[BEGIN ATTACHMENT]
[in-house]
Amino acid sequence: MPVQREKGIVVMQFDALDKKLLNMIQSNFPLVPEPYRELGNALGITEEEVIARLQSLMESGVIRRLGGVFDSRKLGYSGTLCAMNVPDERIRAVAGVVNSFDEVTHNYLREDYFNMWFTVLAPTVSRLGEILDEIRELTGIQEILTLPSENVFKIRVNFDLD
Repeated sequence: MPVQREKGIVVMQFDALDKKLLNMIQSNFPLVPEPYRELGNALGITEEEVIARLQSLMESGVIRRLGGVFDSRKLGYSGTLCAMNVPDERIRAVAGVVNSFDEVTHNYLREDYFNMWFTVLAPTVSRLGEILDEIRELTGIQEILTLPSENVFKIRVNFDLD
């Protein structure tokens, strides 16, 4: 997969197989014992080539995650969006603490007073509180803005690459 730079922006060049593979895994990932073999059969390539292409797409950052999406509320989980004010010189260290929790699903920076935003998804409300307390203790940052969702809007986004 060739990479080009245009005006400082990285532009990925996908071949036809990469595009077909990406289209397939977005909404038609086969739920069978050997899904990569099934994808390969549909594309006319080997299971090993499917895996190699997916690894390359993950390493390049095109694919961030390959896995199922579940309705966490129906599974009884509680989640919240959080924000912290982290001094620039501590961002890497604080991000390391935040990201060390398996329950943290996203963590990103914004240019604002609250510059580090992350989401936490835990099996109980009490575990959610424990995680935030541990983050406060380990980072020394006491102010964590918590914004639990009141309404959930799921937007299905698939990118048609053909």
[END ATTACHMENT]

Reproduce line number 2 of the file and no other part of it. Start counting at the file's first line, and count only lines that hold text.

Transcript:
Amino acid sequence: MPVQREKGIVVMQFDALDKKLLNMIQSNFPLVPEPYRELGNALGITEEEVIARLQSLMESGVIRRLGGVFDSRKLGYSGTLCAMNVPDERIRAVAGVVNSFDEVTHNYLREDYFNMWFTVLAPTVSRLGEILDEIRELTGIQEILTLPSENVFKIRVNFDLD